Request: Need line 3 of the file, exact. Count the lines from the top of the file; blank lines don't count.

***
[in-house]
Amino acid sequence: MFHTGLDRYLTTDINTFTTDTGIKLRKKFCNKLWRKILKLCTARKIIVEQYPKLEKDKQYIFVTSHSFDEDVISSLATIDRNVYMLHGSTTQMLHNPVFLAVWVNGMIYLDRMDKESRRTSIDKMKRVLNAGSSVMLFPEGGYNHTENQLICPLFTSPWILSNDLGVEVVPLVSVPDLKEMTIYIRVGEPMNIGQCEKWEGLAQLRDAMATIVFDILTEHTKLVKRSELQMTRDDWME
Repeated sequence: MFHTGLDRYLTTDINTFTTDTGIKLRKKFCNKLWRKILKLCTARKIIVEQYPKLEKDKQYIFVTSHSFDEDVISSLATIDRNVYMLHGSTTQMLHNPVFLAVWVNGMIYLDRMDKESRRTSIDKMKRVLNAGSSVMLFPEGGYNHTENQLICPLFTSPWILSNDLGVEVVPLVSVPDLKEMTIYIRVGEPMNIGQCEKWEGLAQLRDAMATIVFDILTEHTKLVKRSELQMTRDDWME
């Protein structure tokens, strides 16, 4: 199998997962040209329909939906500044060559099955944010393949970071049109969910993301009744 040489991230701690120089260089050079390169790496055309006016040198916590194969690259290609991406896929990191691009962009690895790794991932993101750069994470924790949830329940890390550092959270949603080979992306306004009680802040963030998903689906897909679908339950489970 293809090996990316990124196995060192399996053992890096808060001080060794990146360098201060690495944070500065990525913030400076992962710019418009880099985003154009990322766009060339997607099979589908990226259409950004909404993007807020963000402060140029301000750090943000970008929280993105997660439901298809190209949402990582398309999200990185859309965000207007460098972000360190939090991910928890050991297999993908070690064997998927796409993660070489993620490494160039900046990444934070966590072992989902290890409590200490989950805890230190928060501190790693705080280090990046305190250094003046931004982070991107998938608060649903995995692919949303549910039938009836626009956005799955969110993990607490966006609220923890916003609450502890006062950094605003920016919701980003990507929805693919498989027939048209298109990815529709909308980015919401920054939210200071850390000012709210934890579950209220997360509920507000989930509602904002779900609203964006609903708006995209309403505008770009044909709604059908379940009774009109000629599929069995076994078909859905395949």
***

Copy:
Repeated sequence: MFHTGLDRYLTTDINTFTTDTGIKLRKKFCNKLWRKILKLCTARKIIVEQYPKLEKDKQYIFVTSHSFDEDVISSLATIDRNVYMLHGSTTQMLHNPVFLAVWVNGMIYLDRMDKESRRTSIDKMKRVLNAGSSVMLFPEGGYNHTENQLICPLFTSPWILSNDLGVEVVPLVSVPDLKEMTIYIRVGEPMNIGQCEKWEGLAQLRDAMATIVFDILTEHTKLVKRSELQMTRDDWME